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Daily Chess Puzzle

January 11, 2018

Today’s problem is from the 1972 book “Chess Combination as a Fine Art”, a book based on articles published in the 1950s-1960s by Kurt Richter.

Since the start of 2018, I have decided to adopt the style of only saying which side is to play: and not giving an idea if the move wins or otherwise, unless on occasion I think signposting would be helpful. Instead, the problems are posed with the instruction to decide what you would play, as in a game.

White to play

ric3

Richter v Brinckmann, Aachen 1935

Solution

As with yesterday’s puzzle, Kurt Richter here played a move I would not have considered, unless I was in top form. I think I would more or less automatically have reacted to the threatened hg by playing 1 Nf3, and had a very level game, with likely few chances.

As so often in my own play, I tend to ignore advice that I know. Here, I would ignore the advice of perhaps my favourite writer, CJS Purdy, to ignore threats.

Purdy on threats, In Search of Chess Perfection, pg 289
You must see all real threats. That means you must also see the unreality of real threats…. When in doubt, you can always save time by remembering it is really your move. Try then the following way of thinking:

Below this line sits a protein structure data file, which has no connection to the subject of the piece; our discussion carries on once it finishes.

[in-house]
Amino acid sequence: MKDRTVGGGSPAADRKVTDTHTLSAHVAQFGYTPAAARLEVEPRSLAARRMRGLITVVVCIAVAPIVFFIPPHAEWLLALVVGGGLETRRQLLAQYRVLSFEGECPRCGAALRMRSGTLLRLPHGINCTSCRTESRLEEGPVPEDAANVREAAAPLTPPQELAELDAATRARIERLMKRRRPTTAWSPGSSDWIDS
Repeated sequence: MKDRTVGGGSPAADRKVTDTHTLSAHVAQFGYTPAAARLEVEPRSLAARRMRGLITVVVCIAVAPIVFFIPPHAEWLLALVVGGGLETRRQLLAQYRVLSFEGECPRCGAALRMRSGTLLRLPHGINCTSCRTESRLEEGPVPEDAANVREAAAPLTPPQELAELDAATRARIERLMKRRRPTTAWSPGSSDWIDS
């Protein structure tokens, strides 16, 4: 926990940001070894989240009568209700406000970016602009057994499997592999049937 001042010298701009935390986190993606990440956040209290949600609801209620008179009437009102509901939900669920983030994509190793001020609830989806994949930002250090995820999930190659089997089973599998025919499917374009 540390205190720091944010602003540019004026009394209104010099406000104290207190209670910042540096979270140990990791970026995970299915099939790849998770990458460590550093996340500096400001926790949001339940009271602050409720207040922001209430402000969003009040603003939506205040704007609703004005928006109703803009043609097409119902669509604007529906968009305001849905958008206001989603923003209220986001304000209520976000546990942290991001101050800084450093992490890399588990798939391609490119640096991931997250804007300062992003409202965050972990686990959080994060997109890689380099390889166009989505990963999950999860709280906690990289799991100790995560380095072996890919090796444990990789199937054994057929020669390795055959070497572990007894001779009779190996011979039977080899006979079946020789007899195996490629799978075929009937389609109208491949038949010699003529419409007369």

Imagine the threat could not possibly be executed. Then what would be my best move? Try out each attractive move separately, considering each one as follows. Visualise the whole position as it would be after this move of yours, and then work out whether the opponent would gain by executing his ‘threat’.

So, here, 1 d5! the point being 1…hg 2 de regains the piece since the Nd7 is attacked four times, but defended twice.

ric4

Black played 1…e5, met with by 2 Ne6 and Black’s position collapsed: 1-0, a few moves later, game in Megabase 2018.

ric5

 

FEN

r2qk2r/pbpn1pp1/1p2p2p/1B4N1/3P4/8/PPPQ1PPP/2KR3R w kq – 0 12

 

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